-Why did you decide to create OM City? When did you realize this was something you had to create and talk about how you put things in action to bring it to life.
We wanted to create something, together. Tom and I are both actors and filmmakers and even though we are also both yoga teachers, that’s how we met – teaching at Elena Brower’s Virayoga, we initially resisted the idea of creating something about yoga. But it was such a huge part of both of our lives, and we had so many stories and issues that we wanted to explore within the context of an on going series that it came back to the age old adage “write what you know.” We started riffing and things just poured out. All our combined years as actors and yoga teachers in the city helped so that we had a network of friends and people we wanted to collaborate with, and it was about sharing our vision and enthusiasm for what we wanted to create and we were fortunate that people were excited to jump on board.
-Who is your intended audience? Do you think non-Yogis will resonate with what you have created?
We were hoping yogis and non-yogis alike would be drawn in. We also wanted to appeal to people who enjoy character driven indie films like the ones Tom has made in the past (Fairhaven & Manhattan Romance).
-What do you hope people will take away from the series?
I think there is always a hope when you make anything and put it out in the world, that it affects people beyond just pure entertainment, but you just never know. We’ve gotten so many heartfelt emails and comments; it’s been really moving. People have shared that they were inspired to get back to their yoga practice, or to try it for the first time or even just to continue exploring it. One man commented on an episode where a character deals with macular degeneration that his father has the disease and that watching the episode helped him process his own feelings that he couldn’t articulate himself. We both cried after reading that one. How incredible that that was his experience and that he shared that vulnerability with us.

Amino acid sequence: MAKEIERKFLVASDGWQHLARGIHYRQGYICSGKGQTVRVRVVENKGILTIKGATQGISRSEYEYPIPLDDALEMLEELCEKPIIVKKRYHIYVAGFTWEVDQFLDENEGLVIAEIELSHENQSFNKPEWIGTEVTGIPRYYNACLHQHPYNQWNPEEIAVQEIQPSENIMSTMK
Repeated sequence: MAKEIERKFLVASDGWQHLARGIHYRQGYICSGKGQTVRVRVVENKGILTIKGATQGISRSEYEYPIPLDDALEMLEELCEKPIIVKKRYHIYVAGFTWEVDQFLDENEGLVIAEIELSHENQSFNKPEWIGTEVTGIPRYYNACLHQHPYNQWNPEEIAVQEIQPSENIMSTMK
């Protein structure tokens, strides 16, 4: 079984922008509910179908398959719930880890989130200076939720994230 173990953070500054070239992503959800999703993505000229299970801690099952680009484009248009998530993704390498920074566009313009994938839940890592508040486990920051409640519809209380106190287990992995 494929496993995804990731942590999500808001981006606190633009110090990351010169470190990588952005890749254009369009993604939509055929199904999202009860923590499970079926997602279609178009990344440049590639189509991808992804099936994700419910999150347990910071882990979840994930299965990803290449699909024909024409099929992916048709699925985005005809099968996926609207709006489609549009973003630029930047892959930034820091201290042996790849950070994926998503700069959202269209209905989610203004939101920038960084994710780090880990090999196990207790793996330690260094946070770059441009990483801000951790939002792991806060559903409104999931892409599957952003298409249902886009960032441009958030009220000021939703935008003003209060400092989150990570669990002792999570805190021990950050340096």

-It seems to us that you are trying to depict a more realistic view of what the yoga scene is like. Would you say this is true and if so, what is your intention behind that?
Yes, definitely. Besides grounding the romanticized idea of the “perfect yoga gurus who are flexible acrobats,” we definitely wanted to address the myth of the perfect, yoga goddess and the often romanticized life of a yoga teacher. We also wanted to address the mockery of yoga in the mainstream media. It’s always presented as so over the top and broad. We wanted to show the world of yoga the way we experienced it. As Grace says in episode 7 on her tinder date, “There are all different kinds of yoga teachers just like there are all different kinds of human beings, some are full of shit but some are amazing and inspiring and authentically trying to live these teachings.” We wanted more nuanced humor and more heart.
-What do you think is one of the biggest misconceptions about being a yoga teacher?
That they are enlightened beings.
-Why did you choose New York as the setting for the show?
It’s such a character, and it was where we lived. There is also something so exciting about the struggle to practice in a place that doesn’t organically invite spaciousness and introspection. NYC has a kind of wonderful and relentless, frenetic energy. It’s interesting to practice patience, peace and compassion in a loud, often jarring and lightening-paced environment where it’s easy to fall into reactivity.
-Tell us more about your practice? (We hear that you are a longtime student of Elena Brower!) What else have you studied and what inspired your teaching/practice?